As if Brexit wasn’t a big enough shock, the US presidential election has really set the cat amongst the pigeons. Commentators of all nationalities and political inclinations have literally no idea how a Trump presidency will affect the world order, from trade agreements and global interest rates to immigration or deportation, let alone internal security issues and relationships with other nations, writes Allan Barber.
After predictions of imminent disaster, share markets have been cautiously positive and interest rates have started to rise, while there has been an initial fall in the New Zealand dollar. This has nothing to do with our dollar, but merely reflects its relative global importance; however, it provides a small but welcome relief.
The first definite result of the Trump victory is the ditching of the Trans-Pacific Partnership (TPP) agreement in its present form with no possibility it will be signed between now and January before Obama’s term ends. This may be unfortunate, although there is enough concern about the dispute resolution provisions in the agreement that mean it may not be an unmitigated disaster. The main disappointment will be the loss of the opportunity to achieve parity with Australia for beef access to Japan.
The end of TPP provides impetus for the Regional Comprehensive Economic Partnership (RCEP) agreement to be negotiated as a priority. RCEP involves 16 countries including 10 Association of South East Asian Nations (ASEAN) members and the six states with which ASEAN has free trade agreements (FTAs) – Australia, China, India, Japan, New Zealand and South Korea. Negotiations were kicked off in 2012, but despite regular meetings, have not yet resulted in an agreement. But the two largest members of RCEP aren’t part of the TPP negotiations. China will now see a great chance of taking the geopolitical lead in the Pacific from the US, while India also appears much more enthusiastic about free trade under its present government.
Trade agreements alone will not enable New Zealand to achieve the Government’s goal of doubling exports by 2025. Two recent reports, Westpac’s Industry Insights – Meat and Wool and KPMG’s Agribusiness Agenda – have drawn attention to the urgent need to lift the game considerably to have any hope of lifting exports to the point where these will improve the country’s standard of living.
The Westpac report focuses specifically on the sheep and beef sector and makes the interesting point productivity gains have mainly come from improvements to the sheep flock, whereas recent increases in value have almost exclusively come from beef exports. The industry suffers from commoditisation which results in products being sold because they are cheaper, not because they are of better quality than the rest of the world’s.
This is the curse of being a farming country with plentiful grass at the bottom of the world which has to export between 80 and 90 percent of its output. The main role of meat exporters is to process farmers’ livestock and achieve the quickest and best price available, so they can pay a competitive price for it within fourteen days. This isn’t consistent with achieving a premium for a high quality, luxury product. Under present circumstances consistent annual gains in export returns just won’t happen.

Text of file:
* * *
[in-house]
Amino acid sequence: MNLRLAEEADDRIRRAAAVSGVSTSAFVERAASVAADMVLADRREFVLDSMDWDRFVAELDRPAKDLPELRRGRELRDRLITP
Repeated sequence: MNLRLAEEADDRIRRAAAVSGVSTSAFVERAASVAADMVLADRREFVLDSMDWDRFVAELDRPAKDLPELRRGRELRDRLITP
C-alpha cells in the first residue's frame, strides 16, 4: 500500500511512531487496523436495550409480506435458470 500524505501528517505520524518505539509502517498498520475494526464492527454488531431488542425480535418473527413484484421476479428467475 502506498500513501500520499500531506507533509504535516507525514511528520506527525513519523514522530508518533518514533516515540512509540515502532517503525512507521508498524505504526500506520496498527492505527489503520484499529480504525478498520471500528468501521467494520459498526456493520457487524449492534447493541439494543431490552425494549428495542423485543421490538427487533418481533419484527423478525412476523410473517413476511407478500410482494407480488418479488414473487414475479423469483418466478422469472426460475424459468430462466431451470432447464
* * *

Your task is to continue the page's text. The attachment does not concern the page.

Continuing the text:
The report suggests further productivity gains will be hard to come by, so increased value must come from improving returns or cutting costs. It highlights the lack of a credible and coherent story to promote the New Zealand brand as a major impediment. The first action proposed is to tell the story that proves our grass is greener and produces better animals. The cross-industry work in Ireland under Bord Bia is a ready-made example of what can be achieved when government, processors, farmers and food manufacturers pool resources and commit to a common goal.
Other suggested actions include better market selection, particularly for lower value parts of the animal (exporters have been doing this for years and markets fluctuate considerably), increasing chilled and pharmaceutical exports, and vertical integration by cutting out middlemen. Efficiency gains proposed include increasing farm size, rationalising processing plants, livestock transport and stock agent involvement, and reducing the Ministry for Primary Industries’ inspection costs. Unfortunately, none of these will result in the quantum leap needed to change the industry’s economics to the benefit of all participants.
KPMG’s Agenda is more visionary, but probably with less relationship to reality. It proposes three alternative scenarios: ‘complacency reigns’ which implies continuation of the status quo, ‘change adopted by some’ participants and ‘being on the leading edge of change’. The first scenario implies an inability or unwillingness to adopt new technology, a reliance on the occasional good year usually when the dollar falls out of bed, and a gradual disconnection with markets and consumers. The third scenario requires compound annual growth of 4.85 percent if agribusiness exports are to reach $100 billion of exports within 20 years.
The truth will almost certainly be somewhere between scenarios one and two which foresees some parts of agribusiness adopting principles of leadership, collaboration, value creation from foreign investment and a number of global brand successes. For this to occur, New Zealand agriculture must gain the support of the whole community through universally excellent farming practices and the community must adopt realistic expectations of the country’s most important source of wealth.